So many things can go wrong with your tech when you travel. Your laptop crashes, or you drop your phone and it breaks. At worst, devices get lost, stolen or hacked – and business users can say goodbye to their most important and sensitive data. The best course of action is to be prepared before you travel.
Here are 10 tips and tricks to protect your tech on your business travels.
1. Avoid checking in your devices.
If you're checking in your laptop, tablet or other tech, they are just one toss away from serious damage. They get thrown around between conveyor belts, trucks and planes – and airlines are not responsible for any loss or broken equipment. Airlines also lose luggage all the time, and if yours doesn't make its way to baggage claim, you'll be waiting a long time to see your device again. And who knows who has accessed your device in the meantime? The best way to travel with your tech devices is to pack them in your carry-on.
2. Invest in quality carry-on luggage.
You should have quality carry-on luggage with designated compartments for laptops and other electronics to protect them from damage. They are often designed with padding, reinforced sides and protective corners to secure your devices as they're being lugged around terminals, security conveyor belts and overhead compartments.
3. Use rugged casing.
If you don't have a rugged laptop, a rugged laptop case can provide similar benefits. A rugged laptop case offers shock and vibration resistance so your laptop doesn't break easily if you drop it or if there's any in-flight turbulence. It also waterproofs your device, keeps out any dust or small particles, and withstands extreme temperatures wherever you travel.
4. Pack tech in tamper-evident bags.
A tamper-evident bag seals your device from unauthorized access. This is especially important if you will be leaving your electronics unattended, such as packing them into checked baggage. Tamper-evident bags require being torn to open, so you can see when someone has tried to access your device. This way, you can take immediate protective measures to mitigate any damage before it's too late.
5. Check in with IT.
Protecting data is a priority for businesses. Talk to your IT department about the company's security policies while traveling and installing safeguards to protect your device from data breaches. This includes making sure all software is up to date, beefing up your security settings, installing encryption software, implementing VPNs and securing user restrictions. IT will also likely enable remote data wiping and locating software in case you lose your laptop or it gets stolen.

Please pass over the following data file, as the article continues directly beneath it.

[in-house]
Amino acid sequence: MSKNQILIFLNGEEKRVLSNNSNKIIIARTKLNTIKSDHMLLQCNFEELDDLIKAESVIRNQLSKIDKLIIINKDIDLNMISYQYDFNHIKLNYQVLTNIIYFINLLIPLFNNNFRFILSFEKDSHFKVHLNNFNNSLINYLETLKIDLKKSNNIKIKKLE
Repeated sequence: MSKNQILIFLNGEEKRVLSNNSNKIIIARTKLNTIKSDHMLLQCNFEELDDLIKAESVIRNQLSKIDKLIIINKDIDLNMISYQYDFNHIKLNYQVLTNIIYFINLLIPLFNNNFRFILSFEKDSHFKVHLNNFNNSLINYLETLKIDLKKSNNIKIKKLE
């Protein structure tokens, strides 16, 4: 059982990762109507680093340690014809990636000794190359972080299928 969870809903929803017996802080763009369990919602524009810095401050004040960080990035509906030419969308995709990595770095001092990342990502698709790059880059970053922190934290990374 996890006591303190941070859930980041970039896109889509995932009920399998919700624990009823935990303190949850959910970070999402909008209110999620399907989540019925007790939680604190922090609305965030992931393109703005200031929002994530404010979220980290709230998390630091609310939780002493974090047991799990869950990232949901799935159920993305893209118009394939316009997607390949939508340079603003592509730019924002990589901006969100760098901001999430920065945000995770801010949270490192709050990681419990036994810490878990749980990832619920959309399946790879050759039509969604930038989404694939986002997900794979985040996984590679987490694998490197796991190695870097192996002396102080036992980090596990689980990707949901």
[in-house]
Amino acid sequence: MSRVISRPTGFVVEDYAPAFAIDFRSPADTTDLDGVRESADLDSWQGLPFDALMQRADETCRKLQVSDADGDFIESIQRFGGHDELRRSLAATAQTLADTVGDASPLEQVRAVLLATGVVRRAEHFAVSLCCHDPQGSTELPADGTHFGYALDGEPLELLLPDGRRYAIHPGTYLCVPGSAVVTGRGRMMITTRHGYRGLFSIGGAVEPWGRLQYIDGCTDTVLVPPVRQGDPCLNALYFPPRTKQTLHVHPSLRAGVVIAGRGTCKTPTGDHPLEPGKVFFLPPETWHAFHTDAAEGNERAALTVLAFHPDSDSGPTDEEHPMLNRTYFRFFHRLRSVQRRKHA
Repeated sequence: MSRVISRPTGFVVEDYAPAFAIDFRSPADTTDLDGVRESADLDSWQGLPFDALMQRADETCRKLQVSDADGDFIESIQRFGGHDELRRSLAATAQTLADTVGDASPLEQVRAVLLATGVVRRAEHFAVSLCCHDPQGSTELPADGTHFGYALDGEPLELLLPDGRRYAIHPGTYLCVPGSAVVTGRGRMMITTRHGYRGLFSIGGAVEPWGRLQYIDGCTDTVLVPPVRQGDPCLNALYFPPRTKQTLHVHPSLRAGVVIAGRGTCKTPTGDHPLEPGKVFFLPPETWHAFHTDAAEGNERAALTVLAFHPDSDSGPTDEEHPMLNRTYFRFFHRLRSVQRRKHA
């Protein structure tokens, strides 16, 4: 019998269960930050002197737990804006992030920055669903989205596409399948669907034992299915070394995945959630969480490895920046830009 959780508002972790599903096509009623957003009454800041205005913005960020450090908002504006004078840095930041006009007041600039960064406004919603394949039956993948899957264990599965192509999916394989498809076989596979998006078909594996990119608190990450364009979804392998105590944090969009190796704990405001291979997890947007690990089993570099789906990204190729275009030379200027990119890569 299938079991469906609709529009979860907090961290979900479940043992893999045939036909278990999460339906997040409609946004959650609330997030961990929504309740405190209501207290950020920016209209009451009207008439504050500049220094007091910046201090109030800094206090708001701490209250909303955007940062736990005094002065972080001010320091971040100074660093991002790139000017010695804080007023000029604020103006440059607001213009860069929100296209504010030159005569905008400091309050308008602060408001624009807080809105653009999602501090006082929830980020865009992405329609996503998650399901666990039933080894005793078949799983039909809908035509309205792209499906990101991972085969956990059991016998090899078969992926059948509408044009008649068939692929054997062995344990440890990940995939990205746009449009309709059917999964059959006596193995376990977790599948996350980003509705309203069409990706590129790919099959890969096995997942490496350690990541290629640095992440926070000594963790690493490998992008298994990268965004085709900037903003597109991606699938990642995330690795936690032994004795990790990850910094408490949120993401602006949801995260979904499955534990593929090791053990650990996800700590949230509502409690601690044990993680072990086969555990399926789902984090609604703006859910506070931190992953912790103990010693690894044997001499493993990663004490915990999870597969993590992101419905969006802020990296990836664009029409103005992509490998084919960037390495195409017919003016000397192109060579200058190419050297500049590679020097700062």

6. Prepare for airport security checks.
Border agents have a broad range of rights to search your phone. One way to keep your data safe is by enabling passcodes and biometric logins, such as using your fingerprint to unlock an iPhone. This way, not just anyone can get into your devices. Experts also advise international travelers to turn their devices completely off – not just in sleep mode – before going through customs, as this is when encryption tools offer the fullest protection. And there are some countries where you cannot fly with a laptop or tablet in the main cabin, including Jordan, Qatar, Kuwait, Morocco, United Arab Emirates, Saudi Arabia, Egypt and Turkey.
7. Install monitoring software.
Hackers can sweep your devices for data in the blink of an eye. Most of the time, you won't know until it's too late. Before traveling, make sure to install monitoring software, which detects when changes are being made or data is being gathered from your device. Some solutions can also alert you if they detect unauthorized remote access.
8. Watch out with Wi-Fi.
Free Wi-Fi is available everywhere when you travel, but public Wi-Fi can also be a free-for-all for cybercriminals. Avoid free, unencrypted networks, and make sure the network you log in to is safe and secure. You should also use a VPN for an extra layer of security. AT&T, Verizon and other carriers offer affordable data plans, so you can use your own private hotspot without taking the risk with public Wi-Fi.
9. Clear all cookies and autofill.
If you keep cookies and use autofill in your browser, you're making it easier for thieves and hackers to access your accounts, data and other sensitive information. Although it's generally okay to save cookies and use autofill at home or in the office, it's best to clear everything before traveling to keep your devices safe.
10. Use a "burner" device.
If possible, use a laptop or phone other than your regular devices in which you store sensitive information. This burner device will only have minimal data for travel, so you risk minimal loss in the event of a security breach. You can also back up data you think will need – but don't want to keep in your travel device – in the cloud to give your burner laptop or phone temporary access. Just be sure not to store any passwords or sign-in information. Because burner devices are relatively inexpensive, you don't have to worry about breaking the bank if you lose them.